The mélange incorporated musical favorites in styles that ranged from Detroit soul and early rock to TV theme songs, a Glenn Miller hit and a Jackson 5 medley. With a solid beat from drummer Simon Carroll, the program opened with Barry Manilow's hit "Bandstand Boogie" featuring singers Alexx Daye and Tony Galla.
Daye, whose voice has a sultry timbre, came on strong in all the various styles but her Diahann Carroll tunes showed what she can do. Her solo in the South Beach Soul singing songs of Gloria Estefan kept the audience toe-tapping.
Tony Galla maintained a good quality voice in all his numbers with his "Mack the Knife" solo a standout. Likewise his "Jailhouse Rock" was a hit with the crowd as Galla suggested Elvis but kept his personal style. The two singers basically stood at the side of the band and performed as back-up singers world do. It is an effective tool because it kept the music at the forefront and allowed the memories of the old hits to sink in. They both maintained strong singing personalities in spite of the obvious parodies.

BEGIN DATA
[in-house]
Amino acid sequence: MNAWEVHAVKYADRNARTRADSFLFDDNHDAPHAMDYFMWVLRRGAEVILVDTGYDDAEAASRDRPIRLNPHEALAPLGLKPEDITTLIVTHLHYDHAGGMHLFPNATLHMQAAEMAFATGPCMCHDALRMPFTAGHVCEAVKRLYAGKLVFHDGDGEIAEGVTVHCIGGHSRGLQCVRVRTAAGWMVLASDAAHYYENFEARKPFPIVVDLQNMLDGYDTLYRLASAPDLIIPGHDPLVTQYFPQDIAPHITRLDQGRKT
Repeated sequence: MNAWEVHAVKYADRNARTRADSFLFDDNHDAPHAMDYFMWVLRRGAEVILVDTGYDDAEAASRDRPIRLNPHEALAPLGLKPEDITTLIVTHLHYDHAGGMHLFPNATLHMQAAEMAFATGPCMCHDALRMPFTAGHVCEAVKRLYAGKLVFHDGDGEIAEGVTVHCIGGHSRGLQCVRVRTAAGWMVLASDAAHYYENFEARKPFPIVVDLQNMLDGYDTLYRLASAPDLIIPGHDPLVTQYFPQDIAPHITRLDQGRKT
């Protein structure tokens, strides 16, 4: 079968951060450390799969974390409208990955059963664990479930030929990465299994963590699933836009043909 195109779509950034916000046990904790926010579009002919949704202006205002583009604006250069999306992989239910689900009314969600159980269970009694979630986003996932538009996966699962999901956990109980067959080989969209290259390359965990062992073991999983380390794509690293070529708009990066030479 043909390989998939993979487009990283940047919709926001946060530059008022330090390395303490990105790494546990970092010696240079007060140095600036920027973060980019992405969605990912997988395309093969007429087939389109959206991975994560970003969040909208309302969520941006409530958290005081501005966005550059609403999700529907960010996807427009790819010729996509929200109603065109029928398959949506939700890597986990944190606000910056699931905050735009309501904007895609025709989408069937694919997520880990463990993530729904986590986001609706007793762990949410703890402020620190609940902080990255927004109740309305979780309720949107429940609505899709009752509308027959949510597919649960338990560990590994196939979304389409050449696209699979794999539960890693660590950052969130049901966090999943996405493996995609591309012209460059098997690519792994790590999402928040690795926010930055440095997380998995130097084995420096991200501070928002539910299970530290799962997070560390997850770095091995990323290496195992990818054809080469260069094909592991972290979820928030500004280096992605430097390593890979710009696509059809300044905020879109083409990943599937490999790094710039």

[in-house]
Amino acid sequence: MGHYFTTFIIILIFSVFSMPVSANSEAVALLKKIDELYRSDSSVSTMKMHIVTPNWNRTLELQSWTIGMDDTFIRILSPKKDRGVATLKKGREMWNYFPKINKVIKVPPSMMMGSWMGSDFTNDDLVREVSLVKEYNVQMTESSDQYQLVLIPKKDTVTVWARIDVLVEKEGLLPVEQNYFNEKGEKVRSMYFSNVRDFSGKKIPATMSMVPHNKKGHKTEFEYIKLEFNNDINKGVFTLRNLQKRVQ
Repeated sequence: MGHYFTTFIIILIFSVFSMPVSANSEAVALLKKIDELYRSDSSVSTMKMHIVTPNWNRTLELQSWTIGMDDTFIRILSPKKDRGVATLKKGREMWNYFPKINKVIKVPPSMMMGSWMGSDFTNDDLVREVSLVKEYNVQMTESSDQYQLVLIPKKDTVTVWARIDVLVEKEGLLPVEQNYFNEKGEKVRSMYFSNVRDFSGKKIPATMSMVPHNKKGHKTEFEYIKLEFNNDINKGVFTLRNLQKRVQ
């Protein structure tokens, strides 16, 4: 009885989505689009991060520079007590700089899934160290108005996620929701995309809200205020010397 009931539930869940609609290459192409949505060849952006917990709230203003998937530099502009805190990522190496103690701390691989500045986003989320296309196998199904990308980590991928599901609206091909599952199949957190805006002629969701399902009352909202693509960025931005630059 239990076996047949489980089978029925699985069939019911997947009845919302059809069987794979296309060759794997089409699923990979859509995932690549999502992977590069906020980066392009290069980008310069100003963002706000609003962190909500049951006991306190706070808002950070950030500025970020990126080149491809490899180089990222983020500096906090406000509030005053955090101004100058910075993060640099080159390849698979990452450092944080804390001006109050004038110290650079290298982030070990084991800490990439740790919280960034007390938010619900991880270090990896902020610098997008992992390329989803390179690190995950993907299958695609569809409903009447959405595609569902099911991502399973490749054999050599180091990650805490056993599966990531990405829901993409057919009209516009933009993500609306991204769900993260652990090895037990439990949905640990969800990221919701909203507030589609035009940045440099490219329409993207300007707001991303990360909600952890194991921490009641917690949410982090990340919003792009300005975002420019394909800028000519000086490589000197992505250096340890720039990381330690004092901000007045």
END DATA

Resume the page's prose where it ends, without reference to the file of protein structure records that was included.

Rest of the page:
Vanacore has presented this program around the country with some of the nation's leading symphonic orchestras. His traveling corps of musicians included Jim Studer, keyboard; Lou Schoch, bass; Simon Carroll, drums; Victor Vanacore, III, Latin percussion; and Thom Rotella, jazz guitar.
As a conductor, Vanacore is super-casual (he gulped water from a plastic bottle while at the podium), and is very funny, in a really nice kind of way. He is also a strict taskmaster when it comes to orchestra leadership. He didn't ask the orchestra, but rather required them to follow his accurate beat, communicating directions to the musicians in a very stern manner. The result was some fine playing even with, as Vanacore reported to the audience, little rehearsal. Everything worked fine, although "Stars and Stripes Forever" could have used a bit more polish. .
By the end of the evening, Vanacore had the audience literally dancing in the aisles. A medley of disco tunes brought a contingent of young couples plus a few from the senior set to the front of the stage where their enthusiastic dancing added even more zip to the evening.
BILL PETERS has reviewed the classical music scene in Southern California since 1998.